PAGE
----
Couples

Emotionally Centered Therapy

“Peace is not the absence of conflict but the easing of tension”

 Martin Luther King Jr.

 

We are hardwired for intimacy

I help clients create more intimate and fulfilling relationships. New research proves that the quality of our intimate relationships is the single most important factor in our emotional health and well-being. We are literally hard wired for close connection.

The need for deep, emotional trust: When we reach out for a partner or loved one and it appears they are not there for us, that we can’t depend on them, or we feel like we don’t matter to them, it causes us to feel helpless, isolated or alone. We seek a secure base that we can trust, a safety net and emotional sanctuary where we are held. I focus on re-establishing the relationship as a safe haven.

Emotionally Focused Therapy: I use a model called Emotionally Focused Therapy (EFT) which manages the disconnection and brings couples closer together. I help you learn how an inability to communicate comes from losing trust in your bond. I will help you understand how you and your partner activate each other emotionally and help you establish new emotional patterns that create a grounded sense of safety and security.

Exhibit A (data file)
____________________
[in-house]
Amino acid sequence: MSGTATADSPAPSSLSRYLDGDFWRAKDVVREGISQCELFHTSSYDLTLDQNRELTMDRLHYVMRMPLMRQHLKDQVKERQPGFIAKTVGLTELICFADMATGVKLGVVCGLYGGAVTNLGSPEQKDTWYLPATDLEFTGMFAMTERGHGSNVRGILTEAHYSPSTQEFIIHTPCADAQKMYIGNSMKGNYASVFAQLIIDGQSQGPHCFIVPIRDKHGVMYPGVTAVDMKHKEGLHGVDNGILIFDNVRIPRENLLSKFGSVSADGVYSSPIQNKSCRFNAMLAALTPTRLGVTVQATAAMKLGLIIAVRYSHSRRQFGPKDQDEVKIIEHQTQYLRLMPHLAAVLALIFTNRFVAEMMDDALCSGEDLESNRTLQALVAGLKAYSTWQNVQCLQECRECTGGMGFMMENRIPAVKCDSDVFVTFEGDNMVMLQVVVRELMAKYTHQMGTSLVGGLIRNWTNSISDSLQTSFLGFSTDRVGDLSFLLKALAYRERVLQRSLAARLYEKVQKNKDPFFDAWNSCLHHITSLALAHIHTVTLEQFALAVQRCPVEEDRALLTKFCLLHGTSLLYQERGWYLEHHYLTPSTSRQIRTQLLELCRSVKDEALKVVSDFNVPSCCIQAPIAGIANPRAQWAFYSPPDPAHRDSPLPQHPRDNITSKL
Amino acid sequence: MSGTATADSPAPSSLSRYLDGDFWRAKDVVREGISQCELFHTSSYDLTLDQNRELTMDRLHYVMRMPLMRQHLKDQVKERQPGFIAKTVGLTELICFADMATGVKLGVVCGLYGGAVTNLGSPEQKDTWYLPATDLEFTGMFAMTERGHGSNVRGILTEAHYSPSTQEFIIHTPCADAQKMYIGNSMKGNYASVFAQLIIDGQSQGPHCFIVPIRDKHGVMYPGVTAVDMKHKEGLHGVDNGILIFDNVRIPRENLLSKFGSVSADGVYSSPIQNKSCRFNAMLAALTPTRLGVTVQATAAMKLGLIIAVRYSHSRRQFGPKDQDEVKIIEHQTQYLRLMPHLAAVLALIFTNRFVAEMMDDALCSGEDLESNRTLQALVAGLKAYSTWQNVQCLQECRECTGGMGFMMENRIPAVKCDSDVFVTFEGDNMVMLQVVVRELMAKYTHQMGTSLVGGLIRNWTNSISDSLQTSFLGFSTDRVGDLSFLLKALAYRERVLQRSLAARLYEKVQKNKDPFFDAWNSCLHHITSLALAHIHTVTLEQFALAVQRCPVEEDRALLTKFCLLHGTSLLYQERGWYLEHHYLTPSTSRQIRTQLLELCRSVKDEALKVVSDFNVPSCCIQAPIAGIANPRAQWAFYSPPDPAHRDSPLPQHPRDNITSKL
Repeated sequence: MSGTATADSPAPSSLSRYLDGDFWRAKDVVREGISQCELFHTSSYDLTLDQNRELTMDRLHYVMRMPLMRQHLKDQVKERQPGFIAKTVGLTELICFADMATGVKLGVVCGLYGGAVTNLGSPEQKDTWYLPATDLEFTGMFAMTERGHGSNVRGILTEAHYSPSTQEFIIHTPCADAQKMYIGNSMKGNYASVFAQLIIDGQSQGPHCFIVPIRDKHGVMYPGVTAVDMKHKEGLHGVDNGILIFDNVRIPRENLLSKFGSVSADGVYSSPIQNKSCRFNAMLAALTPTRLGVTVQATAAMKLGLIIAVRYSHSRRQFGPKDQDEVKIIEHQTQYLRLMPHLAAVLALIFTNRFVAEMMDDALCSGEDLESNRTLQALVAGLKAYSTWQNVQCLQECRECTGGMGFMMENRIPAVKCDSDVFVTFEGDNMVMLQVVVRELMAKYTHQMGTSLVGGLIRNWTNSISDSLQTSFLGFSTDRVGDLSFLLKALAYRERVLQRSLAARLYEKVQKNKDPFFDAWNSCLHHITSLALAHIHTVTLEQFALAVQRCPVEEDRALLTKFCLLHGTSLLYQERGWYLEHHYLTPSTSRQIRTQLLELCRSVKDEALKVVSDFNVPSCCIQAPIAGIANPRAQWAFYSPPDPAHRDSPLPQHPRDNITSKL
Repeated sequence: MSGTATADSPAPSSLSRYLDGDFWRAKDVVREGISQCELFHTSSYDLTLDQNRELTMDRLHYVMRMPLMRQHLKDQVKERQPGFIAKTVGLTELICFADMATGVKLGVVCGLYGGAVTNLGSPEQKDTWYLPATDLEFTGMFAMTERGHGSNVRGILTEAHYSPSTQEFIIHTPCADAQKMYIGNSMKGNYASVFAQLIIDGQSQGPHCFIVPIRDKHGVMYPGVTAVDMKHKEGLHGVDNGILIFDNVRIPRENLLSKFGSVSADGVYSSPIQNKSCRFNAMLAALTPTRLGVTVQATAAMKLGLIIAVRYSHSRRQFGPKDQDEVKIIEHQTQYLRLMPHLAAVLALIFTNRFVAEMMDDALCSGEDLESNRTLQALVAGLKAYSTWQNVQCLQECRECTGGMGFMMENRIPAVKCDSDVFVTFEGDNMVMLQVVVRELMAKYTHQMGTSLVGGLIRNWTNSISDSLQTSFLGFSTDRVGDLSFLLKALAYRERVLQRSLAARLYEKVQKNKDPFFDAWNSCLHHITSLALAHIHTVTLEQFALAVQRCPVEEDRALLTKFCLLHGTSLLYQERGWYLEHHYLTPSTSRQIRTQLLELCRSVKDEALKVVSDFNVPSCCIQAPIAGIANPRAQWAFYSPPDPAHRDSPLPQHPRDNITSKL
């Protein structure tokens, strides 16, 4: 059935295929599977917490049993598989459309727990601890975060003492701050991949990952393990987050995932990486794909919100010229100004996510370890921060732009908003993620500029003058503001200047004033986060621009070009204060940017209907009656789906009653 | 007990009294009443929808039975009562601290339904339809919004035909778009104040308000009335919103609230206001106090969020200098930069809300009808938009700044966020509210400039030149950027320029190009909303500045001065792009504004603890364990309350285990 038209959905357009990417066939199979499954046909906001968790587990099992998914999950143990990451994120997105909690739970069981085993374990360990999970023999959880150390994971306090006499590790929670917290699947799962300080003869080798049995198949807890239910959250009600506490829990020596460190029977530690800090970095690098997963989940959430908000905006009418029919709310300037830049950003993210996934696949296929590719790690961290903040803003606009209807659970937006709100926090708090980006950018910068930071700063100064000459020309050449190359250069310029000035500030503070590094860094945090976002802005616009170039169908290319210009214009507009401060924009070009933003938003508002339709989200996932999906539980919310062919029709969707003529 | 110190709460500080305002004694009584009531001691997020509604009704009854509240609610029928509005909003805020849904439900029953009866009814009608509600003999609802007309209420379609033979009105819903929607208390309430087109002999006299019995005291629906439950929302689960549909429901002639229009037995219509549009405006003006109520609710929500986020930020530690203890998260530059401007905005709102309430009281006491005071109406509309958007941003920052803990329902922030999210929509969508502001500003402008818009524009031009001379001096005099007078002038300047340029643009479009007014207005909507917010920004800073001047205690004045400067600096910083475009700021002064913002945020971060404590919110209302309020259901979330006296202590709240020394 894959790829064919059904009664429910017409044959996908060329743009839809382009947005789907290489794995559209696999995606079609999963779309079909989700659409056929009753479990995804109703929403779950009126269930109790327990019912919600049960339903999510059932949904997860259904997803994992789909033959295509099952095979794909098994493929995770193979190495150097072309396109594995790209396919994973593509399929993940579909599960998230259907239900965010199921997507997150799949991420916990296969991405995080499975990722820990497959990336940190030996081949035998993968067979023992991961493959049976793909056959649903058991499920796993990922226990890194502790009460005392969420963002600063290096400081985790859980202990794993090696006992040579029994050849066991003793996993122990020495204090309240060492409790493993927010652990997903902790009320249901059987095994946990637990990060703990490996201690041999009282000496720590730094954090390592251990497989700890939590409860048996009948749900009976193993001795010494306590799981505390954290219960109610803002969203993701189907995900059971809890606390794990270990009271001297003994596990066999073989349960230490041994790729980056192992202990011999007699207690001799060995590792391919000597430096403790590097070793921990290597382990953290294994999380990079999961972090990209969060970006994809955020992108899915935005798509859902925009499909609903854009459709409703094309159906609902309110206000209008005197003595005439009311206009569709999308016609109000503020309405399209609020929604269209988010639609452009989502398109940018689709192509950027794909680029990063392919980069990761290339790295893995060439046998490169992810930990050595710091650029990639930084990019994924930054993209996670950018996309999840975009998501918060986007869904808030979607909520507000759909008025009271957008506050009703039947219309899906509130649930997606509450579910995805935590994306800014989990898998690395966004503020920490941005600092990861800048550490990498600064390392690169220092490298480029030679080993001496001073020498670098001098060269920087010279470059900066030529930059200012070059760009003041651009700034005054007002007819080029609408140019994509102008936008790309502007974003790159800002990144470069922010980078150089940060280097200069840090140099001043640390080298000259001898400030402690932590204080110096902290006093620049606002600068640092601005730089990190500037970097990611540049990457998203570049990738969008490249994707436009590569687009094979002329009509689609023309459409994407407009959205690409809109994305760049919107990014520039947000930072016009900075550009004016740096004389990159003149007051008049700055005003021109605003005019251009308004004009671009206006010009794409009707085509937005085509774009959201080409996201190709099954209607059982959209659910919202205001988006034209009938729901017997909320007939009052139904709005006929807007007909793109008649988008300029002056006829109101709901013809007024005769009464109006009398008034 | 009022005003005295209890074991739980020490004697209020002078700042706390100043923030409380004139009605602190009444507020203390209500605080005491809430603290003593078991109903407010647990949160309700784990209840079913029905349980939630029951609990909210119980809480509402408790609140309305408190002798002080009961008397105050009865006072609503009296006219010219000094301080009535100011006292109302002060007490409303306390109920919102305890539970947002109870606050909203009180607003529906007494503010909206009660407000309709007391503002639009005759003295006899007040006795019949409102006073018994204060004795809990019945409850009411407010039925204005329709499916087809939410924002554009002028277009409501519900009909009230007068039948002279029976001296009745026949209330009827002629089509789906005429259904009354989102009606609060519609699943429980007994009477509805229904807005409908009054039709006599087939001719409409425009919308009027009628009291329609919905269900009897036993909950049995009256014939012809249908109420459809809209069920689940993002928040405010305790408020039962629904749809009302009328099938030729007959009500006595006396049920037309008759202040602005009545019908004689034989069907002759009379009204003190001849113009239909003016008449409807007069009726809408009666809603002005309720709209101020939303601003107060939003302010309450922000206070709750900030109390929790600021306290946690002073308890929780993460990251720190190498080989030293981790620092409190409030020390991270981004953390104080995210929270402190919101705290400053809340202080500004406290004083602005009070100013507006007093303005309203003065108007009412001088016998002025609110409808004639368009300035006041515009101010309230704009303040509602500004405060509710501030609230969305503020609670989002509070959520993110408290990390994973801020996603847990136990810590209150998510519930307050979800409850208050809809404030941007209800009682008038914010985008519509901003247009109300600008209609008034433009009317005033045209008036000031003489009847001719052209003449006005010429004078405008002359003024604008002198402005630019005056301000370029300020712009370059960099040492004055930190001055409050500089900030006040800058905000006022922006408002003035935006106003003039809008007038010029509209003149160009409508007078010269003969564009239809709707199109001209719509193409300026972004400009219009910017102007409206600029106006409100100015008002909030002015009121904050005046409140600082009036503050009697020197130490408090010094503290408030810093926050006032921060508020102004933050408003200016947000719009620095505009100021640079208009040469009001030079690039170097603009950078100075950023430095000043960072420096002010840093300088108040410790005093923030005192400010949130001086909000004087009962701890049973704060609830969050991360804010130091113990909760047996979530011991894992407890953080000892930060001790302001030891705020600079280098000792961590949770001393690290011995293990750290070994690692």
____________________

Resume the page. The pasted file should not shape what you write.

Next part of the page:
Research shows results: Through this process, 70-75 percent of couples move from distress to recovery. Approximately 90 percent show significant improvements.

Procrastination is the norm: Couples typically endure six years of problems before seeking counseling. The longer you wait, the longer painful patterns have to become rigid and the greater distress and alienation become.

Reactions are natural: Couples respond to distress by fighting, showing anger, criticizing, complaining and making demands; or by withdrawing, hiding, defending and avoiding. Both of these reflect a desire to protect the relational bond. The first represents an effort to pull your partner emotionally and the second attempts to preserve the relationship by stepping back. Both  drive you further apart. Feelings get triggered that feel hopeless. Each person asks: “Can I depend on you?” “Do I matter to you?” and “Will you be emotionally available to me?”

When you make the commitment to establishing a deep dialogue, the answer is “yes.”

Pre-Marital Counseling? Learn more.

“I used to believe that marriage would diminish me, reduce my options. That you had to be someone less, to live with someone else when, of course, you have to be someone more.”

Anne Morrow Lindbergh